A MDIV dissertation on the topic of church amalgamation. You can read the whole article here: https://macsphere.mcmaster.ca/bitstream/11375/19587/1/Puddicombe_Michael_W._2013Feb_Masters..pdf
It is a sad reality but there are more churches every year that find it increasingly difficult to maintain the ministry effectiveness that they employed in years gone by. These struggling congregations face the option of closing their doors, partnering with IV another church or agency, or merging with another church with the hopes of continuing a ministry presence in their community.
The merging or amalgamation of churches has been an increasingly popular option that many congregations are exploring but amalgamations are hard work and can be doomed to failure ifthe congregations involved do not discover the underlying theological reason why their churches failed in the first place. Churches fail when they stop being engaged in the missio Dei. The missio Dei is God's mission in the world to establish his Kingdom "on earth as it is in heaven." The church is a community of people in mission for God.
Churches that are interested in amalgamation should consider following a model, like the one presented in this thesis, which focuses on understanding and fulfilling the mission of God within their context.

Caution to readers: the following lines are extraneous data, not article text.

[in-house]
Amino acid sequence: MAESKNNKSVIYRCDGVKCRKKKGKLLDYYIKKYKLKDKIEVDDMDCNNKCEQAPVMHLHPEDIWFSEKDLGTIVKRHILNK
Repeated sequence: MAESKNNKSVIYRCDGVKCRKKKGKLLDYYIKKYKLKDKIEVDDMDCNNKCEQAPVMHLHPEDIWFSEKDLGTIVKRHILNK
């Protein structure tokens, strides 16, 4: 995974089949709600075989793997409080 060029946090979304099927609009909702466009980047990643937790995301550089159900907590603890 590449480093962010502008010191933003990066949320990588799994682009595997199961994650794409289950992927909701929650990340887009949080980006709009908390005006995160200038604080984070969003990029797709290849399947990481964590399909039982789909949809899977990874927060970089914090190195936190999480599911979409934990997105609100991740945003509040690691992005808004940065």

A great MDIV dissertation on the topic of church amalgamation. You can find the full pdf file here: http://ir.lib.uwo.ca/cgi/viewcontent.cgi?referer=&httpsredir=1&article=5876&context=etd
When church attendance declines, congregational amalgamation is often looked to as a solution. To that end, institutional church bodies responsible for ecclesiastical governance offer guidance literature as a means of shepherding congregations through this complex process. As it currently exists, however, such guidance literature on how to proceed with amalgamation focuses on practical matters, and neglects a theological dimension. The aim of this paper is to highlight this paucity of theological foundation in matters of church amalgamation, and posits that this engenders sub-optimal conditions for successful congregational amalgamation outcomes. It looks primarily to Friedrich Schleiermacher for theological insights that may be useful in times of turbulent transition. As one mechanism of cultural development in contemporary times, faith based institutions should engage with theological ideas and discourse deliberatively and explicitly as a foundation for exploration of such issues as identity and community formation.